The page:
• Carballar-Lejarazu R, Rodriguez MH, de la Cruz Hernandez-Hernandez F, Ramos-Castaneda J, Possani LD, Zurita-Ortega M, Reynaud-Garza E, Hernandez-Rivas R, Loukeris T, Lycett G. et al. Recombinant scorpine: a multifunctional antimicrobial peptide with activity against different pathogens. Cell Mol Life Sci. 2008;65(19):3081–3092. doi: 10.1007/s00018-008-8250-8. [PubMed] [Cross Ref]
  • Soudani N, Gharbi-Chihi J, Srairi-Abid N, Yazidi CM, Planells R, Margotat A, Torresani J, El Ayeb M. Isolation and molecular characterization of LVP1 lipolysis activating peptide from scorpion Buthus occitanus tunetanus. Biochim Biophys Acta. 2005;1747(1):47–56. [PubMed]
  • Matsushita N, Miyashita M, Sakai A, Nakagawa Y, Miyagawa H. Purification and characterization of a novel short-chain insecticidal toxin with two disulfide bridges from the venom of the scorpion Liocheles australasiae. Toxicon. 2007;50(6):861–867. doi: 10.1016/j.toxicon.2007.06.014. [PubMed] [Cross Ref]
  • Pimenta AM, Stocklin R, Favreau P, Bougis PE, Martin-Eauclaire MF. Moving pieces in a proteomic puzzle: mass fingerprinting of toxic fractions from the venom of Tityus serrulatus (Scorpiones, Buthidae) Rapid Commun Mass Spectrom. 2001;15(17):1562–1572. doi: 10.1002/rcm.415. [PubMed] [Cross Ref]
  • Abdel-Rahman MA, Omran MA, Abdel-Nabi IM, Ueda H, McVean A. Intraspecific variation in the Egyptian scorpion Scorpio maurus palmatus venom collected from different biotopes. Toxicon. 2009;53(3):349–359. doi: 10.1016/j.toxicon.2008.12.007. [PubMed] [Cross Ref]
  • Corzo G, Escoubas P, Villegas E, Barnham KJ, He W, Norton RS, Nakajima T. Characterization of unique amphipathic antimicrobial peptides from venom of the scorpion Pandinus imperator. Biochem J. 2001;359(Pt 1):35–45. doi: 10.1042/0264-6021:3590035. [PMC free article] [PubMed] [Cross Ref]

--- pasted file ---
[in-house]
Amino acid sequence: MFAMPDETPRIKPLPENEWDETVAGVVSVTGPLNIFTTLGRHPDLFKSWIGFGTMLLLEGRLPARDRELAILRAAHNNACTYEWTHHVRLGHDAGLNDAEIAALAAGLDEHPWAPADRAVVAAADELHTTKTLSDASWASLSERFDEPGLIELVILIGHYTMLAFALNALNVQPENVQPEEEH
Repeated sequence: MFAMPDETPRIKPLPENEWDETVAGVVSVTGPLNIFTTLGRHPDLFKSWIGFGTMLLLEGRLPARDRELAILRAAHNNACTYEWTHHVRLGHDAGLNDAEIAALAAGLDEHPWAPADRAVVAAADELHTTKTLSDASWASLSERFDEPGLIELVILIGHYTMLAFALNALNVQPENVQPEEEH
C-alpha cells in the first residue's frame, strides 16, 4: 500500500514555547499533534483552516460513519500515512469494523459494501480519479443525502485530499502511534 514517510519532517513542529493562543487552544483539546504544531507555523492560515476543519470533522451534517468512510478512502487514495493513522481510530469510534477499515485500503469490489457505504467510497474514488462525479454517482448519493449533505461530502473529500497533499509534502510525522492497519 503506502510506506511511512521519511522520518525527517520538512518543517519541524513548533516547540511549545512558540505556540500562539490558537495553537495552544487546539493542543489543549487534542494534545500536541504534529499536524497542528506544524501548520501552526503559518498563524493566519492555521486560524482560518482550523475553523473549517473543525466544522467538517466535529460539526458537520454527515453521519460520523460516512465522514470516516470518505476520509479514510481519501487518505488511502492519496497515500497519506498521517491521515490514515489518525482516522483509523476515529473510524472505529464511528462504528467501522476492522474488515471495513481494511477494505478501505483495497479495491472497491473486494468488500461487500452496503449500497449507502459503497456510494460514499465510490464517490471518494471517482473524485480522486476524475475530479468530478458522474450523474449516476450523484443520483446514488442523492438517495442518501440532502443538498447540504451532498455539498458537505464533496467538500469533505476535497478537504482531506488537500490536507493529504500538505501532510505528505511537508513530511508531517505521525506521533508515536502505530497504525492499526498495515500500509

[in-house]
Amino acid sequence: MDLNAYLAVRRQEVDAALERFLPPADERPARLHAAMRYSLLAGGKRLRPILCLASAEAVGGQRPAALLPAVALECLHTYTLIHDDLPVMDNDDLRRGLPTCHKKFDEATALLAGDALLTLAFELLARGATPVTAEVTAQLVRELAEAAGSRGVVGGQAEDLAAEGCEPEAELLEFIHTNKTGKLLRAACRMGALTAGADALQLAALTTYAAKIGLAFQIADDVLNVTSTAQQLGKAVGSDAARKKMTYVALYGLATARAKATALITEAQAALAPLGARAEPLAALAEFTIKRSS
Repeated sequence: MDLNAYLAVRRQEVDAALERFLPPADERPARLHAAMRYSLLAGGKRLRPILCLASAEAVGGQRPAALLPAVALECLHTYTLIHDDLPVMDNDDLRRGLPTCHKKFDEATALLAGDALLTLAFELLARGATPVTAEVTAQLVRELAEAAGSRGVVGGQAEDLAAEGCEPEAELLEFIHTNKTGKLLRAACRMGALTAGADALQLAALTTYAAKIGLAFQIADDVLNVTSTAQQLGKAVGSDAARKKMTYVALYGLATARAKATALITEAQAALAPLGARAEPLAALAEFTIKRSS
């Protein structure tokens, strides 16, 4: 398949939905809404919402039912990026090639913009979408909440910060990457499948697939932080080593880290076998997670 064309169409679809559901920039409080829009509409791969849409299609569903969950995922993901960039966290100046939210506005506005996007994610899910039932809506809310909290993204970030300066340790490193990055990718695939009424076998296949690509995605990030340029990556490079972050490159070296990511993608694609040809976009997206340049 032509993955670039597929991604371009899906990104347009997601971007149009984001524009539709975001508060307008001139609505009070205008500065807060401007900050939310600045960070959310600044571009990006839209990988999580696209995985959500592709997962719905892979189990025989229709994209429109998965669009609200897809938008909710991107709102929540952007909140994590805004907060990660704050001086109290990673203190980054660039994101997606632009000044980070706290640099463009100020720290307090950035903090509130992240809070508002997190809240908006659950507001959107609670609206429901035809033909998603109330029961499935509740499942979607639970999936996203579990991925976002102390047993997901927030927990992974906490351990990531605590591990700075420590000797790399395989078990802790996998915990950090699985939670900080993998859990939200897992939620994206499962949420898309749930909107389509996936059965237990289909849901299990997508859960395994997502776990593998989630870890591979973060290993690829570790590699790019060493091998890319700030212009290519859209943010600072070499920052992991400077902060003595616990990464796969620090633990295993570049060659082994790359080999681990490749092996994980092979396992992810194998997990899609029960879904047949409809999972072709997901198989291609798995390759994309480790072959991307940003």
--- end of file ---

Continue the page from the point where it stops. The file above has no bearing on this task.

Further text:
• Dai L, Yasuda A, Naoki H, Corzo G, Andriantsiferana M, Nakajima T. IsCT, a novel cytotoxic linear peptide from scorpion Opisthacanthus madagascariensis. Biochem Biophys Res Commun. 2001;286(4):820–825. doi: 10.1006/bbrc.2001.5472. [PubMed] [Cross Ref]
  • Chalekson CP, Neumeister MW, Jaynes J. Treatment of infected wounds with the antimicrobial peptide D2A21. J Trauma. 2003;54(4):770–774. doi: 10.1097/01.TA.0000047047.79701.6D. [PubMed] [Cross Ref]
  • Zhao H, Wang L, Yuan J. Origin and time of qiongzhou strait. Marine Geology & Quaternary Geology. 2007;27(2):33–40.
  • Gopalakrishnakone P, Cheah J, Gwee MC. Black scorpion (Heterometrus longimanus) as a laboratory animal: maintenance of a colony of scorpion for milking of venom for research, using a restraining device. Lab Anim. 1995;29(4):456–458. doi: 10.1258/002367795780740050. [PubMed] [Cross Ref]
  • Ewing B, Hillier L, Wendl MC, Green P. Base-calling of automated sequencer traces using phred. I. Accuracy assessment. Genome Res. 1998;8(3):175–185. [PubMed]
  • Bendtsen JD, Nielsen H, von Heijne G, Brunak S. Improved prediction of signal peptides: SignalP 3.0. J Mol Biol. 2004;340(4):783–795. doi: 10.1016/j.jmb.2004.05.028. [PubMed] [Cross Ref]
  • Thompson JD, Gibson TJ, Plewniak F, Jeanmougin F, Higgins DG. The CLUSTAL_X windows interface: flexible strategies for multiple sequence alignment aided by quality analysis tools. Nucleic Acids Res. 1997;25(24):4876–4882. doi: 10.1093/nar/25.24.4876. [PMC free article] [PubMed] [Cross Ref]
  • Waterhouse AM, Procter JB, Martin DM, Clamp M, Barton GJ. Jalview Version 2--a multiple sequence alignment editor and analysis workbench. Bioinformatics. 2009;25(9):1189–1191. doi: 10.1093/bioinformatics/btp033. [PMC free article] [PubMed] [Cross Ref]

Articles from BMC Genomics are provided here courtesy of BioMed Central

Formats:

Related citations in PubMed

See reviews...See all...

Cited by other articles in PMC

See all...

Links

  • EST
    EST
    Published EST sequences
  • MedGen
    MedGen
    Related information in MedGen
  • Nucleotide
    Nucleotide
    Published Nucleotide sequences
  • Protein
    Protein
    Published protein sequences
  • PubMed
    PubMed
    PubMed citations for these articles
  • Substance
    Substance
    PubChem Substance links
  • Taxonomy
    Taxonomy
    Related taxonomy entry
  • Taxonomy Tree
    Taxonomy Tree

Recent Activity

Your browsing activity is empty.

Activity recording is turned off.

Turn recording back on

See more...